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Multifocal IOLs with a trifocal diffractive optic design are available outside of the United States. They provide good visual acuity for distance, intermediate, and near and appear to provide slightly better intermediate vision than bifocal diffractive multifocal IOLs.
Take-home message: Multifocal IOLs with a trifocal diffractive optic design are available outside of the United States. They provide good visual acuity for distance, intermediate, and near and appear to provide slightly better intermediate vision than bifocal diffractive multifocal IOLs.
By Cheryl Guttman Krader; Reviewed by Rudy M.M.A. Nuijts, MD, PhD, and Soraya M.R. Jonker, MD
Maastricht, The Netherlands-If the ultimate goal of implanting a multifocal IOL (MFIOL) is to achieve spectacle independence after cataract surgery, then choosing a lens with a trifocal diffractive optic may be more advantageous than one with a bifocal diffractive design.
Such is a conclusion based on data from studies investigating visual outcomes and optical performance with trifocal diffractive MFIOLs, said Rudy M.M.A. Nuijts, MD, PhD, professor of ophthalmology, Maastricht University Medical Center, Maastricht, The Netherlands.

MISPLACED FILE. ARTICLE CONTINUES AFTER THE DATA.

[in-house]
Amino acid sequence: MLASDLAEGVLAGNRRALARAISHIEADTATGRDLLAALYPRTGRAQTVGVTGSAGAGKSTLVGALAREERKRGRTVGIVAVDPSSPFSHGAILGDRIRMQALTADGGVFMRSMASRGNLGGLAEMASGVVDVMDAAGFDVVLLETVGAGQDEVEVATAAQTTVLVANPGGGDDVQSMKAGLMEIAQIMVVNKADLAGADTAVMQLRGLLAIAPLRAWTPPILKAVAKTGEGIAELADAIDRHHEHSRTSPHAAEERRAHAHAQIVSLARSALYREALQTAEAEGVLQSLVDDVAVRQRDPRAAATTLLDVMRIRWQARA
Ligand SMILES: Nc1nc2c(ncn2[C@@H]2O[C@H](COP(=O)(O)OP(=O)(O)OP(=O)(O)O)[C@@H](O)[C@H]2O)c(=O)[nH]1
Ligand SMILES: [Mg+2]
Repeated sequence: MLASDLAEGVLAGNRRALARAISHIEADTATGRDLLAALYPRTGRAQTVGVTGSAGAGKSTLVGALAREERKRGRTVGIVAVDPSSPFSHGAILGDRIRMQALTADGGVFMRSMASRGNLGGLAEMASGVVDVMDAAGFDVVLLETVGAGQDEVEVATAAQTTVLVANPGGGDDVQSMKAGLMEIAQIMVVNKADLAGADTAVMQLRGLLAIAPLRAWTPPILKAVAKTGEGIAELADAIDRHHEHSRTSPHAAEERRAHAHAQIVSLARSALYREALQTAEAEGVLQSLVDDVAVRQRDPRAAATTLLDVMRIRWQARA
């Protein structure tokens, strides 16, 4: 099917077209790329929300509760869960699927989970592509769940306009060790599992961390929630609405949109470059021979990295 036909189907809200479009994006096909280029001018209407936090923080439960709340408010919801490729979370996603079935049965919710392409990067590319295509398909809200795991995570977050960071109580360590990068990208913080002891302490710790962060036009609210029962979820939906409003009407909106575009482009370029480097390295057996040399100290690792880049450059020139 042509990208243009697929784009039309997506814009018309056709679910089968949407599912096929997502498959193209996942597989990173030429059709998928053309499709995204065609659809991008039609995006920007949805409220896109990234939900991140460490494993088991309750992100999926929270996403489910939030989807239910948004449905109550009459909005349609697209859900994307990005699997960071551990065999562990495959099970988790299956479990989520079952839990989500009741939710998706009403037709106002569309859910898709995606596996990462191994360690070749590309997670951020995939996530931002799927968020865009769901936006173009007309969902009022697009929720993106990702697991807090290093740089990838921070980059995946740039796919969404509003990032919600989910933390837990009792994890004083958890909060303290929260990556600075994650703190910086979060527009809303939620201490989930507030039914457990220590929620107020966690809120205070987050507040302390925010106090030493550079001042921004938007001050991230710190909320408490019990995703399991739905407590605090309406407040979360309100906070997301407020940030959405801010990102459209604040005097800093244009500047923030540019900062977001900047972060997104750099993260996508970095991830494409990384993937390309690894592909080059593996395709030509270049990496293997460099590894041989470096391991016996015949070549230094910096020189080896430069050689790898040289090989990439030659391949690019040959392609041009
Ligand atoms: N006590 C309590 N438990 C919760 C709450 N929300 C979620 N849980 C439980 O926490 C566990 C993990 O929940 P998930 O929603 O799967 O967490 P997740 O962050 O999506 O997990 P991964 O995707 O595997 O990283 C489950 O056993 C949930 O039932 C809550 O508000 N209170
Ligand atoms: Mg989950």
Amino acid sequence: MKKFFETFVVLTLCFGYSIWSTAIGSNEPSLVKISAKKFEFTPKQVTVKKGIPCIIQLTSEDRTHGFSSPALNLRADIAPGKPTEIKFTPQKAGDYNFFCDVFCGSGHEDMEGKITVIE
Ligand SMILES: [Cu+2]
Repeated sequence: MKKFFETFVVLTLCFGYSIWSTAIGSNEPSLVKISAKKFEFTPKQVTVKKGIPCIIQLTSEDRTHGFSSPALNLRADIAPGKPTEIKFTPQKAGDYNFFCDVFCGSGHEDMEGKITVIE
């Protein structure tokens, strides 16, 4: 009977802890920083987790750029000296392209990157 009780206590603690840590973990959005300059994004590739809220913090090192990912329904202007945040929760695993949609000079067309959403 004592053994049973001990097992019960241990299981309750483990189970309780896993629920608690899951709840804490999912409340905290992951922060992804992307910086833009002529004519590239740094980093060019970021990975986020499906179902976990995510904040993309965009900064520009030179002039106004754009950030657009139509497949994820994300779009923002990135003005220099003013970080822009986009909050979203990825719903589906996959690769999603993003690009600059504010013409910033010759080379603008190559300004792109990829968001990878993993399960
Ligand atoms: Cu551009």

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Dr. Nuijts provided an overview of existing literature on trifocal MFIOLs (not commercially available in the United States), including a randomized, controlled trial his group conducted comparing trifocal and bifocal diffractive MFIOLs.
“Overall, the evidence suggests a trifocal MFIOL provides slightly better intermediate vision than a bifocal MFIOL while maintaining good near and distance vision,” Dr. Nuijts said. “Nevertheless, the incidence of optical phenomena, which is also considered a limitation of bifocal diffractive MFIOLs, appears similar with the bifocal and trifocal designs.”
The study conducted by Dr. Nuijts and colleagues is in press in the Journal of Cataract and Refractive Surgeryand is scheduled for publication in August 2015.1 It enrolled 28 patients randomly assigned to bilateral implantation with a trifocal diffractive MFIOL (FineVision MicroF, PhysIOL) or a bifocal diffractive MFIOL (AcrySof ReSTOR IQ +3, model SN6AD1; Alcon Laboratories).
Next: Further study investigations
The trifocal IOL distributes 45% of incoming light to distance, 20% to intermediate, and 35% to near (versus 59% to distance and 25.5% to near with the bifocal MFIOL) and features two superimposed bifocal patterns-one with a +1.75 D add and one with a +3.5 D add. The trifocal and bifocal MFIOLs evaluated in the study have similar negative asphericity of –0.11 and –0.10 μm, respectively (Figure 1).
No significant differences were found between the two groups of eyes in mean age or preoperative distance best-corrected visual acuity (BCVA). The refractive outcome at 6 months was also similar in the bifocal and trifocal groups (mean SE 0.11 and 0.03 D, respectively).